First on almost any list is Warrant Officer Ellen Ripley, from Alien. While you can say it ec93835d9542a13ce50f467297565f63already took guts and grit to be a warrant officer aboard a deep-space ship, finding out your mission was a suicide run to bring back an alien life form and you’re its food can either send you screaming in helpless panic (as Lambert did), or make you hike your bra straps and shoot first. Ripley is a real woman – no makeup, no unrealistic sexy uniforms, and not afraid to be pushy when she needs to be. And almost 40 years later (can it possibly be that long?) Alien still holds up on every level of film making; truly, a masterpiece.

katniss_prim_hugKatniss Everdeen is also a favorite for strongest female: just sixteen at the start of The Hunger Games, Katniss is already a survivor, having raised a sister and cared for a dysfunctionally depressed mother following the death of their father, in a world where people are kept in line through fear and starvation. Sacrificing herself to the Hunger Games to save her sister is just the start; surviving the Hunger Games not once but twice, surviving on luck, wits, and the smarts acquired through a lifetime of survival makes Katniss a formidable – but sympathetic and realistically feminine – heroine.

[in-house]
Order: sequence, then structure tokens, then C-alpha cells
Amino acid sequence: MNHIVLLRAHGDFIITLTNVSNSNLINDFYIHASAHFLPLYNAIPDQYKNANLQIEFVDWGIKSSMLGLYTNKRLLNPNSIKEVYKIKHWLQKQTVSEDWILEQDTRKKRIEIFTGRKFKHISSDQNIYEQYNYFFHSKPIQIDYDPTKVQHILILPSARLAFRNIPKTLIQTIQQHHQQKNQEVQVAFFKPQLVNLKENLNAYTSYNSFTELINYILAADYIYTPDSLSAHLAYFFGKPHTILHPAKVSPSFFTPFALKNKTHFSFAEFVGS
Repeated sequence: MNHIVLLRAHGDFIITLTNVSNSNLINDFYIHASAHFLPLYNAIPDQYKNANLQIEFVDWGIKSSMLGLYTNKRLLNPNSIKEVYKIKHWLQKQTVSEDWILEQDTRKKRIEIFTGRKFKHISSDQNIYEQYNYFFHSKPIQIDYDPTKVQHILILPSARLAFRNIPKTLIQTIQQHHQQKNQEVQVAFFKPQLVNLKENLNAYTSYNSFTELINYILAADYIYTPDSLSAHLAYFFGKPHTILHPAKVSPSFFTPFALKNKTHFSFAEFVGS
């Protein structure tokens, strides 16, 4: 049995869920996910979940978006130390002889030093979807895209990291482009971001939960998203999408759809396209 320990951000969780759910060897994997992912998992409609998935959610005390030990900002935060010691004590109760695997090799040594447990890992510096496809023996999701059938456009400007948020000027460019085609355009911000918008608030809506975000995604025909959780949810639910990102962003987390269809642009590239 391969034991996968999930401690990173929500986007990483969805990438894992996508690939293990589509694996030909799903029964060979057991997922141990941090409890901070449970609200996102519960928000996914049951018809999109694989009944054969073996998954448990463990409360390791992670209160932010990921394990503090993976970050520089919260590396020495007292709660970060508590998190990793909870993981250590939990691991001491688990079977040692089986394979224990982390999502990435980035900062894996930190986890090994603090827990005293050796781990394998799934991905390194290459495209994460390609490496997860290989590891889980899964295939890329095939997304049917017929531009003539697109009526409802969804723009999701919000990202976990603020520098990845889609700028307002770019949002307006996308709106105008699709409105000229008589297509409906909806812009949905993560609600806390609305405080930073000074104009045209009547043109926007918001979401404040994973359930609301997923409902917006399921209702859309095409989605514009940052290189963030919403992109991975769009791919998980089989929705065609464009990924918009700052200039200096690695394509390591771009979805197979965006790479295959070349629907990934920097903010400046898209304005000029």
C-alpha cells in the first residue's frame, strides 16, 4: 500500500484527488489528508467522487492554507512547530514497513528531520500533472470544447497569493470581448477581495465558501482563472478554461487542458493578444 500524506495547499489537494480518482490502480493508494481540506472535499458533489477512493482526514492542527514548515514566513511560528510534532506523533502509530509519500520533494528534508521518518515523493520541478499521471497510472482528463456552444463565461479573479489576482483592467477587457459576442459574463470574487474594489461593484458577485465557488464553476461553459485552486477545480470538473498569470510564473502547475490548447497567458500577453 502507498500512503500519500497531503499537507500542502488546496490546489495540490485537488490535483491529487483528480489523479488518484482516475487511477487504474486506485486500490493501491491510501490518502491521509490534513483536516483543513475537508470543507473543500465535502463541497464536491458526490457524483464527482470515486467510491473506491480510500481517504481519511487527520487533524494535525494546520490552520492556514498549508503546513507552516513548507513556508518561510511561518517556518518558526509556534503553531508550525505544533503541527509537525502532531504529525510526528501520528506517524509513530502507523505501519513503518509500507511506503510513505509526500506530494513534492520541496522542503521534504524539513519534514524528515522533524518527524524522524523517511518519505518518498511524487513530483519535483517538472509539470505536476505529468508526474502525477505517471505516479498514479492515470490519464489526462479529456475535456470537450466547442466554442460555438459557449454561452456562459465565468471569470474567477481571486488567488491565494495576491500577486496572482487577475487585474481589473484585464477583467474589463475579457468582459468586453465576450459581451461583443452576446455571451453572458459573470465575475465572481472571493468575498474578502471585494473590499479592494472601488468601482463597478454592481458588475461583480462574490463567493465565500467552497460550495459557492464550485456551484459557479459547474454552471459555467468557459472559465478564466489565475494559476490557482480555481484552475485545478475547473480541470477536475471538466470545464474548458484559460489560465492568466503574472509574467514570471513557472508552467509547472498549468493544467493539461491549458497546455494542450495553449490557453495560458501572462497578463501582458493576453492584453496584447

Sarah Connor of Terminator fame would round out my top three: a simple waitress who thought she was minding her own business until she’s hunted down by a terminator from the future – because when push comes to shove, Sarah will become a serious survivalist to save her son – a son who will grow up to be the leader against the machines that take over the world. Sarah is thrown into an impossible situation but comes out on top through sheer determination and a survival instinct that won’t quit.

Why so many women from science-fiction? That’s a good question. Perhaps it’s because “strong” women in literature or film are often seen as detestable power-hungry ladder-climbers who will use murder or sex to achieve their goals, and it is only in the realm of “fantasy” that women are allowed to be every-day humans, both strong and vulnerable at the same time, without boob jobs and fake nails. Yet the real world is peppered with incredibly strong women – Anne Frank, Malala Yousafzai, Margaret Sanger, Harriet Tubman, and so many more. Not one of them is sexualized by the media, either.

turn_me_loose_it_s_ashleySo, to be fair, there are literary women who also struggled against formidable odds: Scarlett O’Hara’s entire world was ripped from her by the Civil War: her income, her inheritance, her mother, her husband (whether or not she wanted him alive) wind up Gone With the Wind. She takes charge in a time and place when genteel women did not do that, and through guile and determination pulls her life and the lives of her family back together. And as the anti-Scarlett, I would include Mammy, who carried on through war and starvation, caring for former slaves and slave-owners alike, facing the same dangers as Scarlett but with even less means or social approval. In The Color sofiaPurple, yes, Celie has to survive an ugly life, but to me Sofia is far more of a tough cookie, taking her lumps and even prison because she won’t take the abuse anymore. Sofia is limited by society, but she’s every bit as tough as Katniss.